Ekg Hegzaaxial System

1 1 M i M M * j M i ! i I 1 I [ I b net of zero lead HI

Fig. 7. The amplitudes of the lead I and II R waves are plotted along the corresponding leg of Einthoven's triangle starting at the midpoint and drawn with a length equal to the height of the R wave (units used to measure the amplitude can be arbitrary because the direction, not the magnitude, of the axis is important). The direction of the plot is toward the positive end of the lead if the R wave has a positive deflection and negative if it has a negative deflection. Perpendiculars from each point are then drawn into the triangle and meet at a point. A line drawn from the center of the triangle to this point gives the angle of the mean electrical axis. Because the normal activation sequence in the heart generally goes down and left, this is also the direction of the mean electrical axis in most people. The normal range is anywhere from 0° to +90°. Modified from L.R. Johnson (ed.), Essential Medical Physiology, 3rd Ed., 2003.

Lead Sagittal Plane The Heart

Fig. 8. (A) The augmented leads are shown on Einthoven's triangle along with the other three frontal plane leads (I, II, and III). (B) The hex axial reference system for all six limb leads is shown, with solid and dashed lines representing the bipolar and unipolar leads, respectively. aVL, voltage recorded between left arm limb lead and neutral reference lead; aVF, voltage recorded between left leg lead and neutral reference lead; aVR, voltage recorded between right arm limb lead and neutral reference lead; LA, left arm; LL, left leg; RA, right arm. Modified from D.E. Mohrman and L.J. Heller (eds.), Cardiovascular Physiology, 5th Ed., 2003. Reproduced with permission of the McGraw-Hill Companies.

Fig. 8. (A) The augmented leads are shown on Einthoven's triangle along with the other three frontal plane leads (I, II, and III). (B) The hex axial reference system for all six limb leads is shown, with solid and dashed lines representing the bipolar and unipolar leads, respectively. aVL, voltage recorded between left arm limb lead and neutral reference lead; aVF, voltage recorded between left leg lead and neutral reference lead; aVR, voltage recorded between right arm limb lead and neutral reference lead; LA, left arm; LL, left leg; RA, right arm. Modified from D.E. Mohrman and L.J. Heller (eds.), Cardiovascular Physiology, 5th Ed., 2003. Reproduced with permission of the McGraw-Hill Companies.

from under the QRS complexes from at least two leads are needed. However, it is easier and more commonly determined by an estimate using the deflection (positive or negative) and height of the R wave. Figure 7 shows a simple example of using leads I and II to find the electrical axis of the heart. It should be noted that, in the normal human heart, the electrical axis of the heart roughly corresponds to the anatomical orientation of the heart (from base to apex).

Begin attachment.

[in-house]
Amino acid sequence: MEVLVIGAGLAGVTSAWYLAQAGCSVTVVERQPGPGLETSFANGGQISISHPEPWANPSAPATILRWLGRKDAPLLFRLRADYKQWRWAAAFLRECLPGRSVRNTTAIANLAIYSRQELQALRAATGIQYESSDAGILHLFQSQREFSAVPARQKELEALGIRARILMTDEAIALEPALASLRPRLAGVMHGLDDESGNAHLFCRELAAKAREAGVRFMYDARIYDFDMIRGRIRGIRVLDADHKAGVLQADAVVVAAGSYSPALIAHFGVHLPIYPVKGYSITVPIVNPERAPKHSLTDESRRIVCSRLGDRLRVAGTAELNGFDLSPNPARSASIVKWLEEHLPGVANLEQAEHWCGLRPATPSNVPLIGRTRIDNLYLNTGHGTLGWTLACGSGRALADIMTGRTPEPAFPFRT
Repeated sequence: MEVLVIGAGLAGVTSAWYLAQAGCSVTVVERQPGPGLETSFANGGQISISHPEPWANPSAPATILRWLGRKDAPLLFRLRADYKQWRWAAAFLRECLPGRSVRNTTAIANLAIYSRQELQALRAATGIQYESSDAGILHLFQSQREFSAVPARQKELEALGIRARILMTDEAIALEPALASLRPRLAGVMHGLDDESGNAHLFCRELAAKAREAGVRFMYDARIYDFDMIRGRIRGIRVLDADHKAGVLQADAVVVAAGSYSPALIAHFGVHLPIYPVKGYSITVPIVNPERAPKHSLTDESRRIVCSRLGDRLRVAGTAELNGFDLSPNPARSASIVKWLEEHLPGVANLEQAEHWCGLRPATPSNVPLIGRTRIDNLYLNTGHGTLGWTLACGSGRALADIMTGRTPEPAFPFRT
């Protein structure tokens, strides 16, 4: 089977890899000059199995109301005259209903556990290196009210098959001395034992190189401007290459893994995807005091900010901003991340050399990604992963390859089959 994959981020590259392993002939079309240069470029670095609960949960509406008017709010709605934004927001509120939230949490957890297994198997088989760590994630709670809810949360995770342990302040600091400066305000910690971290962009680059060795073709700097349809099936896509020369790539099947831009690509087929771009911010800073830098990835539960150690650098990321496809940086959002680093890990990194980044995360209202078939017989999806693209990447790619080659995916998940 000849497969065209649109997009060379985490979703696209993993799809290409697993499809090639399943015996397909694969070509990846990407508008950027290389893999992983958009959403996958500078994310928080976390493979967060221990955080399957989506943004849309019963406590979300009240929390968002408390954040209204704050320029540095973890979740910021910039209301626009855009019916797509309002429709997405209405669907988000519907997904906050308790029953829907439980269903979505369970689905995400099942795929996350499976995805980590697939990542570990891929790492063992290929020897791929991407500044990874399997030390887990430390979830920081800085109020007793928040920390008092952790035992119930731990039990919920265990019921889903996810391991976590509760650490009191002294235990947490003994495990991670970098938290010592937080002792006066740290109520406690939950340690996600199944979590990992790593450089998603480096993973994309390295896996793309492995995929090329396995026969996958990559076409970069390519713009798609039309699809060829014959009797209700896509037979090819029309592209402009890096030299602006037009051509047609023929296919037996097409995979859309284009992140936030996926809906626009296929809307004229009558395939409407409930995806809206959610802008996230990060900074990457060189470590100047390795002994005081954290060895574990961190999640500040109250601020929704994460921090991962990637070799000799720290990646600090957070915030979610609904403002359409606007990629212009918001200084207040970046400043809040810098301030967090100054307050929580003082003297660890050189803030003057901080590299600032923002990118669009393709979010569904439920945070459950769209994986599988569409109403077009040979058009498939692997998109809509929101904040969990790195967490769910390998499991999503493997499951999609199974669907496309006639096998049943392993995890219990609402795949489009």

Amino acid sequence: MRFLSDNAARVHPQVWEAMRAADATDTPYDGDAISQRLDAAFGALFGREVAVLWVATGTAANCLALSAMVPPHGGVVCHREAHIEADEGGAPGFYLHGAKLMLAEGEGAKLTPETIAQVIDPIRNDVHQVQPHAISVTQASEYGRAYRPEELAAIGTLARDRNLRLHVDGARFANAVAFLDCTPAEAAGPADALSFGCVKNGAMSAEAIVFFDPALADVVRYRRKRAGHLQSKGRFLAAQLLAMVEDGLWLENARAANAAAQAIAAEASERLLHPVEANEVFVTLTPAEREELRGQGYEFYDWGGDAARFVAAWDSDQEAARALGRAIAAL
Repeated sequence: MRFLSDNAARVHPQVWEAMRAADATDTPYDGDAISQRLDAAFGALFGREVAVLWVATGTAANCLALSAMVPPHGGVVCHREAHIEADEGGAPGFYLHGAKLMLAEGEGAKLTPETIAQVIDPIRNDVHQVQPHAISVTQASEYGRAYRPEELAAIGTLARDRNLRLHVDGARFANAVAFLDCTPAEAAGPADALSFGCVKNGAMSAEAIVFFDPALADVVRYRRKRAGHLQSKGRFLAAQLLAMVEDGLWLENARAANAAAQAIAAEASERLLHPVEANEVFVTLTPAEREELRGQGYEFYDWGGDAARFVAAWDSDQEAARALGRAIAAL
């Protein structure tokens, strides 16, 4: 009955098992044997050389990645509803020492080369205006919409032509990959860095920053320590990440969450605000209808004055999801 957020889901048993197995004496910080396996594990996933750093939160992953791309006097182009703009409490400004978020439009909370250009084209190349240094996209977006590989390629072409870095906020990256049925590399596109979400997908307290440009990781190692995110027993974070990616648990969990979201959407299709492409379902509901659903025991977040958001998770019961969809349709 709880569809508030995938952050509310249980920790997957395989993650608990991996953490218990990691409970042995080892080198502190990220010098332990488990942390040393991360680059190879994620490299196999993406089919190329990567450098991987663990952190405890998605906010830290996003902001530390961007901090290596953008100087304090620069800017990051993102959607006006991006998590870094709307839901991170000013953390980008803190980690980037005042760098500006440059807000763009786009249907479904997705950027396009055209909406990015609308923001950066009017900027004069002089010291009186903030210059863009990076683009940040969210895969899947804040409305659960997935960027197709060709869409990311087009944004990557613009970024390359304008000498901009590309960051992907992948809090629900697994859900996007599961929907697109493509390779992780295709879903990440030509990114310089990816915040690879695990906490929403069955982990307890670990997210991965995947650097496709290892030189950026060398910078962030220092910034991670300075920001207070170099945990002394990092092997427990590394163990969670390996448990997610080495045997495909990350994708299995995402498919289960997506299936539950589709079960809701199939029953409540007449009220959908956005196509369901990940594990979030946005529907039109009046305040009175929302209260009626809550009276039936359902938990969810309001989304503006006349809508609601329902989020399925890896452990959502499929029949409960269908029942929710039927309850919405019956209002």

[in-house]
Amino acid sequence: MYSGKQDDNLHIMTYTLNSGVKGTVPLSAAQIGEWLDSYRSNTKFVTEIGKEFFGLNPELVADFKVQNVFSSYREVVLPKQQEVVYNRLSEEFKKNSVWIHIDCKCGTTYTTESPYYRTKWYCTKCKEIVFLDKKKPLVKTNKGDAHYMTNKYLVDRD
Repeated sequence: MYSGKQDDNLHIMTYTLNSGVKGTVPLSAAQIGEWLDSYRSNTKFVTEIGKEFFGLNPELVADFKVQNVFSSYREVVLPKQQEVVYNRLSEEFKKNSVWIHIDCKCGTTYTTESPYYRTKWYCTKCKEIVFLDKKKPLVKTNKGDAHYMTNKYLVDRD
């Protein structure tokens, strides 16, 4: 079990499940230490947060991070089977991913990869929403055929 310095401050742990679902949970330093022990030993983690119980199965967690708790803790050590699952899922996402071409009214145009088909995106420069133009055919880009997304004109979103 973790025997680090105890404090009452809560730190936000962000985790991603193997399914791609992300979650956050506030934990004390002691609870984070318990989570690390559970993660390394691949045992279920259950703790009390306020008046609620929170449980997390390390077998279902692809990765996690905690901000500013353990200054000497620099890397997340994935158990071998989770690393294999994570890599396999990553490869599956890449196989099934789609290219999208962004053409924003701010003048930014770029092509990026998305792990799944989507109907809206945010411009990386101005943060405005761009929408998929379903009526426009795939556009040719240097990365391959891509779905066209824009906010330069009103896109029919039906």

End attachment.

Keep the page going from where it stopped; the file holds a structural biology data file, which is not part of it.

3.3. The 12-Lead ECG

Leads I, II, and III are the bipolar limb leads discussed thus far. There are three other leads that use the limb electrodes; these are the unipolar limb leads. Each of these leads uses an electrode pair that consists of one limb electrode and a "neutral reference lead" created by hooking up the other two limb locations to the negative lead of the ECG amplifier. In other words, each lead has its positive end at the corresponding limb lead and runs toward the heart, the location of its "negative" end, directly between the other two limb leads. These are referred to as the augmented unipolar limb leads. The voltage recorded between the left arm limb lead and the neutral reference lead is called lead aVL; similarly, the right arm limb lead is aVR, and the left leg lead is aVF (Fig. 8).

The remaining 6 of the 12 lead recordings are the 6 chest leads. These leads are also unipolar; however, they measure electrical activity in the traverse plane instead of the frontal plane. Similar to the unipolar limb leads, a neutral reference lead is "created," this time using all 3 limb leads connected to the negative ECG lead, which basically puts it in the center of the chest. The 6 positive, or "exploring," electrodes are placed as shown in Fig. 9 (around the chest) and are labeled V1 through V6 (the V meaning voltage). These chest leads are also known as the precordial leads. Figure 9A shows a simple cross-section (looking superior to inferior) of the chest, depicting the relative position of each electrode in the traverse plane. Figure 9A also shows a typical waveform obtained from each of these leads. The 3 bipolar limb leads, 3 unipolar limb leads, and 6 precordial leads make up the 12-lead ECG.

Essentials of Human Physiology

Essentials of Human Physiology

This ebook provides an introductory explanation of the workings of the human body, with an effort to draw connections between the body systems and explain their interdependencies. A framework for the book is homeostasis and how the body maintains balance within each system. This is intended as a first introduction to physiology for a college-level course.

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